Capitalism is an economic system in which the majority of economic activity and working is aligned on profit.
It is not produced for human needs, but only for a solvent demand (a loaf of bread is not baked because there is hunger, but to sell it.).
Because in capitalism the means of production (such as factories, land, or the access to raw materials) are in private ownership a large part of the population may not decide what and how is produced. Because these people usually have nothing further, they are forced to sell their labour power to live. They depend completely on the salary – and as such on the labour market.
In capitalism all people are in competition to each other – for jobs, money, school grades etc. Euphemistically this is called competition even though it involves no less than the own life.
Companies are in permanent and immediate competition. For this reason they must generate more profit then the competitors to prevent to go broke. If they do not the competitors can press them from the market soon with the additional profit. Therefore there are – whenever possible – wages cut, breaks removed, people dismissed or production facilities are moved.
Also this does not stop at environmental destruction if it promises profits or stimulate the economy.
Because it is produced only for those who can afford things, moral appeals to the economy are for nothing (for example to offer medicines cheaper or free of charge to developing countries). The competition would sweep every morally acting company from the square. The laws of competition and the maximization of profit must be followed that the company does not go broke.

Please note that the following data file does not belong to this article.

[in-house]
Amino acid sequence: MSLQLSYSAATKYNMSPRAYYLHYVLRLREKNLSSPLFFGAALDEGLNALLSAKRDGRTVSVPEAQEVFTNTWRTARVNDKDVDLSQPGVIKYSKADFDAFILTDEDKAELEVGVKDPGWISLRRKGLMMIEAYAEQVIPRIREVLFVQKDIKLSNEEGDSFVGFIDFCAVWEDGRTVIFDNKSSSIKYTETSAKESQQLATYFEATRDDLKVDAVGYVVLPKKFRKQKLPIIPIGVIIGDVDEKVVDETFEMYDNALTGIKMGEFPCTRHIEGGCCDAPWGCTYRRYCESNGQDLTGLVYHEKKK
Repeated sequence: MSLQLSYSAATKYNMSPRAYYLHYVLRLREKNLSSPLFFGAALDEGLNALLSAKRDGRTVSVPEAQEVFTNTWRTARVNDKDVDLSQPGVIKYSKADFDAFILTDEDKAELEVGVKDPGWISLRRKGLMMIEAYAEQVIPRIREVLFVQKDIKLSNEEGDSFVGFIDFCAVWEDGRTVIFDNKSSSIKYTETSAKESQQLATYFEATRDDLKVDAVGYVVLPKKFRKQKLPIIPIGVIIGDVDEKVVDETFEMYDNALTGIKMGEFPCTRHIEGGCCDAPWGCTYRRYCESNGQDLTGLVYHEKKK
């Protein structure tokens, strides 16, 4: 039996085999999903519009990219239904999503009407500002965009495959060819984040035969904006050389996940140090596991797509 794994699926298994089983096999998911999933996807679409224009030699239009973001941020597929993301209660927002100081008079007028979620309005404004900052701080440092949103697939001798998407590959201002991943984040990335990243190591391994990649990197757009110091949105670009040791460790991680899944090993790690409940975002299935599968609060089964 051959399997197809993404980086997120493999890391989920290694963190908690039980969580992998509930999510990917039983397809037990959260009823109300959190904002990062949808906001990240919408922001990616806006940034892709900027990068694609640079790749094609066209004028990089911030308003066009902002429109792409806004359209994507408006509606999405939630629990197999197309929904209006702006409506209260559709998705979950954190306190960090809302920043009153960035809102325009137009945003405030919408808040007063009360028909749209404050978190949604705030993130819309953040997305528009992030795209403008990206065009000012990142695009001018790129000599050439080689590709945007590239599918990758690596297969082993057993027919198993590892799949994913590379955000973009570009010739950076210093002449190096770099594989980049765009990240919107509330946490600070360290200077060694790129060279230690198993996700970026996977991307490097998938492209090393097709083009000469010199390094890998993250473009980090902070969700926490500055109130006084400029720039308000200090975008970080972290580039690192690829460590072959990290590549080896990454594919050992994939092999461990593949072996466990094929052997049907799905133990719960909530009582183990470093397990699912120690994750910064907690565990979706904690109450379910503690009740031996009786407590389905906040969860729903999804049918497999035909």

That is why the destruction of man and nature is not based on particularly inhumane decisions, but is based on the basic laws of capitalism.
This constant chase for profits develops huge, destructive forces - and is subjecting the people to an elbow society where performance and consumption determine the every day life. As a consequence, selfishness and social coldness often dominate our society. People are only interesting as consumers and as “human capital”, as stated cynically in the economy.
- a regulated limited capitalism where environment, health and public welfare are first before profit.
- a legal minimum hourly wage (at best the same worldwide);
- a basic income for all that everybody is able to buy the things needed for life (= elimination of poverty);
- basic infrastructure needed for life must not be privatised, shall be owned by local governments or public welfare companies.
- provision of financial resources for a free basic health care system and education system.
- provision of financial resources that everybody is able to own a home.